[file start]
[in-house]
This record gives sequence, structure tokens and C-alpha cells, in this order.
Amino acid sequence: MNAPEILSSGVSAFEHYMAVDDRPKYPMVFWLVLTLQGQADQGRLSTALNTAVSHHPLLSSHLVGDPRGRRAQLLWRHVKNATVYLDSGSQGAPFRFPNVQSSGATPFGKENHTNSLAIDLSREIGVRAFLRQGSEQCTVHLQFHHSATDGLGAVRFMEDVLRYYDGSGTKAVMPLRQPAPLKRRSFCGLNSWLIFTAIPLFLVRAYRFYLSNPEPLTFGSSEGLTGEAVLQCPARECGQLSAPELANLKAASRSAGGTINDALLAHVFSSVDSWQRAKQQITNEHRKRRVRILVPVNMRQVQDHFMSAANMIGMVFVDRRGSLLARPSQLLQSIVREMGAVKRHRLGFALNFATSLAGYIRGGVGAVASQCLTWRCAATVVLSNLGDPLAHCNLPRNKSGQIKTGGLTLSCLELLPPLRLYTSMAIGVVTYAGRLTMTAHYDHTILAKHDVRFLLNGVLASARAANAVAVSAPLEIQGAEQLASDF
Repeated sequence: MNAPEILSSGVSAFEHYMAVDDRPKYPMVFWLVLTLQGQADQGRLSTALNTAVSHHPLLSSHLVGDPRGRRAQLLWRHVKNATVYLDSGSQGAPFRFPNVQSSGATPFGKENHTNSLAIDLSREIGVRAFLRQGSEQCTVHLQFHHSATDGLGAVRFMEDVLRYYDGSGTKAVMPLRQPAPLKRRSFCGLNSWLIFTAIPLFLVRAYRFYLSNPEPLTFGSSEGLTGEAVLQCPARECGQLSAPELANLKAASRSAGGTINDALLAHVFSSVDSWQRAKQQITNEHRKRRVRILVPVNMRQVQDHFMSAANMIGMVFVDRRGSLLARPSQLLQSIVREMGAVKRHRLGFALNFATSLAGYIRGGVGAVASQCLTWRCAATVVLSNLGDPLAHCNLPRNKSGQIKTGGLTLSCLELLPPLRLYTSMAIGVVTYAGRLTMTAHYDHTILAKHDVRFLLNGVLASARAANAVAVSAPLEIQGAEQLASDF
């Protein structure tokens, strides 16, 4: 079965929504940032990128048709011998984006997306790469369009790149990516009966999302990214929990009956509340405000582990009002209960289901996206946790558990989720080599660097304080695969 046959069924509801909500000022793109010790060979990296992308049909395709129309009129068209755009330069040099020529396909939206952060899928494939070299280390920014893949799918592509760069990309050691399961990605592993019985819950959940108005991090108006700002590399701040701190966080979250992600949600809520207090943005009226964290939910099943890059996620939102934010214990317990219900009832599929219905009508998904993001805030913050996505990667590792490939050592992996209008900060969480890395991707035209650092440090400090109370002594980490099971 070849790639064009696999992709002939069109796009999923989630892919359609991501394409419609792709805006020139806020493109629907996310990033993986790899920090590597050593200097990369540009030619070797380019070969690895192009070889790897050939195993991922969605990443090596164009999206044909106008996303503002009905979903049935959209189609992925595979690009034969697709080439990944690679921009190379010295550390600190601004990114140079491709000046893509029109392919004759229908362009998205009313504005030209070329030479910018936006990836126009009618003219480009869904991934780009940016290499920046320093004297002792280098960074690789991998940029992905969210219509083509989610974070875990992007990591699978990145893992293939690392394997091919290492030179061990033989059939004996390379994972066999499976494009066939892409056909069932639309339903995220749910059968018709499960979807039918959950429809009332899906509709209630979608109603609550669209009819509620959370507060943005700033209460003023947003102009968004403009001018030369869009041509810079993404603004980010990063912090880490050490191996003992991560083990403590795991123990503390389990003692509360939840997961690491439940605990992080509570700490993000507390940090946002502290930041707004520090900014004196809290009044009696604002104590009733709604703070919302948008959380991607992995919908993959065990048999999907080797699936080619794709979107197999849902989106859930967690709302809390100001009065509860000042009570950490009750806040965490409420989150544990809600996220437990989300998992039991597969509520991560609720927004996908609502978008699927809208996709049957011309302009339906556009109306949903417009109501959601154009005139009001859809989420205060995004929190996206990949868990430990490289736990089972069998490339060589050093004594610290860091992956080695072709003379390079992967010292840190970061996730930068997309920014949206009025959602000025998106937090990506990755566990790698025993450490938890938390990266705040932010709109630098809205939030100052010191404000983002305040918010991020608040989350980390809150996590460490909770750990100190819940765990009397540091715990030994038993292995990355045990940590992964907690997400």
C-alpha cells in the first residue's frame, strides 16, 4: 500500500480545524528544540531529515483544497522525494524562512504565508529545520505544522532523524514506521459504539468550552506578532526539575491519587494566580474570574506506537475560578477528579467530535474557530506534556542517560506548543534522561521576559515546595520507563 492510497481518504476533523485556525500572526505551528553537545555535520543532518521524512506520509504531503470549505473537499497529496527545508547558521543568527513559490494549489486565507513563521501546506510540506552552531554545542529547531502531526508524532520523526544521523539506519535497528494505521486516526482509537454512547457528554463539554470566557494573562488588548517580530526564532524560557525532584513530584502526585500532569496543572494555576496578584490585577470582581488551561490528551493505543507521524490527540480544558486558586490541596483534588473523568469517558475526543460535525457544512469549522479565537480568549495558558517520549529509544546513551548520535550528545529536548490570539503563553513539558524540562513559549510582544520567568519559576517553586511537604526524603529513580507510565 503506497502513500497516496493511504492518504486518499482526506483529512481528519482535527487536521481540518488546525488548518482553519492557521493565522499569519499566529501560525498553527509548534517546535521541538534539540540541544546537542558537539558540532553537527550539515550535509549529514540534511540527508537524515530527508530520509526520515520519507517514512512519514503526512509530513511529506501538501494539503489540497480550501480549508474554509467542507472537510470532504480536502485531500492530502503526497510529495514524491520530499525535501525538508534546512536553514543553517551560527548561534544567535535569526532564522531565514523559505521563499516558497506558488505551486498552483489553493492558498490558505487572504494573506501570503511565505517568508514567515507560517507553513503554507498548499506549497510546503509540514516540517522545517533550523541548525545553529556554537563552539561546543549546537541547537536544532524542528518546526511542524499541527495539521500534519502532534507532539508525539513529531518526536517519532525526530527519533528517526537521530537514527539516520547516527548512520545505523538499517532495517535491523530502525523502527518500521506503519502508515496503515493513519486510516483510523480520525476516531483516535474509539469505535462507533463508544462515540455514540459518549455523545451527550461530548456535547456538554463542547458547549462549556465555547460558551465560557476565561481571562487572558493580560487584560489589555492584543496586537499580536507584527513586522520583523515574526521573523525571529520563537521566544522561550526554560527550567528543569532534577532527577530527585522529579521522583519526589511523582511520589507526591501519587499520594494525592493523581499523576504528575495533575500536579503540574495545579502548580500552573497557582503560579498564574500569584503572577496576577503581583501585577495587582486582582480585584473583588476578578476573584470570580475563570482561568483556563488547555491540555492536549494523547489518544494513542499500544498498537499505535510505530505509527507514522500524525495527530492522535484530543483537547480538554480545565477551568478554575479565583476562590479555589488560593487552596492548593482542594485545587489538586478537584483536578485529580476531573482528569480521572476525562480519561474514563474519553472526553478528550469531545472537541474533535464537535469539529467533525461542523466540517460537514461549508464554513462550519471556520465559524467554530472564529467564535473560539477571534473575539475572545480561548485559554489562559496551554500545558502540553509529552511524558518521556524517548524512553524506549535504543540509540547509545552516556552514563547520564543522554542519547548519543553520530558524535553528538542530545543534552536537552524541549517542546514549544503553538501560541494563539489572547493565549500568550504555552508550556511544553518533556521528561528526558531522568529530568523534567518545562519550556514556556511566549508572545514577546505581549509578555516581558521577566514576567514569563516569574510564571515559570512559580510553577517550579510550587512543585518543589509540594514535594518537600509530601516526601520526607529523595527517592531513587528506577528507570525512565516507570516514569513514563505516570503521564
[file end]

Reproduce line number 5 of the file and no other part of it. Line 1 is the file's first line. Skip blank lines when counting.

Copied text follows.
């Protein structure tokens, strides 16, 4: 079965929504940032990128048709011998984006997306790469369009790149990516009966999302990214929990009956509340405000582990009002209960289901996206946790558990989720080599660097304080695969 046959069924509801909500000022793109010790060979990296992308049909395709129309009129068209755009330069040099020529396909939206952060899928494939070299280390920014893949799918592509760069990309050691399961990605592993019985819950959940108005991090108006700002590399701040701190966080979250992600949600809520207090943005009226964290939910099943890059996620939102934010214990317990219900009832599929219905009508998904993001805030913050996505990667590792490939050592992996209008900060969480890395991707035209650092440090400090109370002594980490099971 070849790639064009696999992709002939069109796009999923989630892919359609991501394409419609792709805006020139806020493109629907996310990033993986790899920090590597050593200097990369540009030619070797380019070969690895192009070889790897050939195993991922969605990443090596164009999206044909106008996303503002009905979903049935959209189609992925595979690009034969697709080439990944690679921009190379010295550390600190601004990114140079491709000046893509029109392919004759229908362009998205009313504005030209070329030479910018936006990836126009009618003219480009869904991934780009940016290499920046320093004297002792280098960074690789991998940029992905969210219509083509989610974070875990992007990591699978990145893992293939690392394997091919290492030179061990033989059939004996390379994972066999499976494009066939892409056909069932639309339903995220749910059968018709499960979807039918959950429809009332899906509709209630979608109603609550669209009819509620959370507060943005700033209460003023947003102009968004403009001018030369869009041509810079993404603004980010990063912090880490050490191996003992991560083990403590795991123990503390389990003692509360939840997961690491439940605990992080509570700490993000507390940090946002502290930041707004520090900014004196809290009044009696604002104590009733709604703070919302948008959380991607992995919908993959065990048999999907080797699936080619794709979107197999849902989106859930967690709302809390100001009065509860000042009570950490009750806040965490409420989150544990809600996220437990989300998992039991597969509520991560609720927004996908609502978008699927809208996709049957011309302009339906556009109306949903417009109501959601154009005139009001859809989420205060995004929190996206990949868990430990490289736990089972069998490339060589050093004594610290860091992956080695072709003379390079992967010292840190970061996730930068997309920014949206009025959602000025998106937090990506990755566990790698025993450490938890938390990266705040932010709109630098809205939030100052010191404000983002305040918010991020608040989350980390809150996590460490909770750990100190819940765990009397540091715990030994038993292995990355045990940590992964907690997400």